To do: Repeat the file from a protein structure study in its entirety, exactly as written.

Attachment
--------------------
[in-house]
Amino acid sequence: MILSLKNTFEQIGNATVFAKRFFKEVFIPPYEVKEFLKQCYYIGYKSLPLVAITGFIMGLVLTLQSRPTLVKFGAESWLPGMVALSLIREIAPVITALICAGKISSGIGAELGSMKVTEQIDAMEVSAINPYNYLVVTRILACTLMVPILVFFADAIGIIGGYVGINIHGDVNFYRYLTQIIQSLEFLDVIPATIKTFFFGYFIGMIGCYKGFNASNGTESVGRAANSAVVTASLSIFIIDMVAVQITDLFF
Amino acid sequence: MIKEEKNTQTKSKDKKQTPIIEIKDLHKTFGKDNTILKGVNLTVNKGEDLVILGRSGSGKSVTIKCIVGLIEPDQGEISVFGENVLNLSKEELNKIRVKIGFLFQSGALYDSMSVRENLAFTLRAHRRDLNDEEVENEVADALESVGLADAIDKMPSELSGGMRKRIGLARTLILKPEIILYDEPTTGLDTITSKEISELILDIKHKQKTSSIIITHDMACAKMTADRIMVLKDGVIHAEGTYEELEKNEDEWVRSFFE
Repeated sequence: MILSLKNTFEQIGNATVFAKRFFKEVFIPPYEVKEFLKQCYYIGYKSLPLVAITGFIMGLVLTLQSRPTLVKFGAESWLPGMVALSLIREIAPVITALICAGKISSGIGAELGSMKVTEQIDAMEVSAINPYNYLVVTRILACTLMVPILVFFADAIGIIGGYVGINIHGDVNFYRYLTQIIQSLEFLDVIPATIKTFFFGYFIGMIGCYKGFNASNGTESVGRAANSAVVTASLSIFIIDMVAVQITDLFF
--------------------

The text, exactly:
[in-house]
Amino acid sequence: MILSLKNTFEQIGNATVFAKRFFKEVFIPPYEVKEFLKQCYYIGYKSLPLVAITGFIMGLVLTLQSRPTLVKFGAESWLPGMVALSLIREIAPVITALICAGKISSGIGAELGSMKVTEQIDAMEVSAINPYNYLVVTRILACTLMVPILVFFADAIGIIGGYVGINIHGDVNFYRYLTQIIQSLEFLDVIPATIKTFFFGYFIGMIGCYKGFNASNGTESVGRAANSAVVTASLSIFIIDMVAVQITDLFF
Amino acid sequence: MIKEEKNTQTKSKDKKQTPIIEIKDLHKTFGKDNTILKGVNLTVNKGEDLVILGRSGSGKSVTIKCIVGLIEPDQGEISVFGENVLNLSKEELNKIRVKIGFLFQSGALYDSMSVRENLAFTLRAHRRDLNDEEVENEVADALESVGLADAIDKMPSELSGGMRKRIGLARTLILKPEIILYDEPTTGLDTITSKEISELILDIKHKQKTSSIIITHDMACAKMTADRIMVLKDGVIHAEGTYEELEKNEDEWVRSFFE
Repeated sequence: MILSLKNTFEQIGNATVFAKRFFKEVFIPPYEVKEFLKQCYYIGYKSLPLVAITGFIMGLVLTLQSRPTLVKFGAESWLPGMVALSLIREIAPVITALICAGKISSGIGAELGSMKVTEQIDAMEVSAINPYNYLVVTRILACTLMVPILVFFADAIGIIGGYVGINIHGDVNFYRYLTQIIQSLEFLDVIPATIKTFFFGYFIGMIGCYKGFNASNGTESVGRAANSAVVTASLSIFIIDMVAVQITDLFF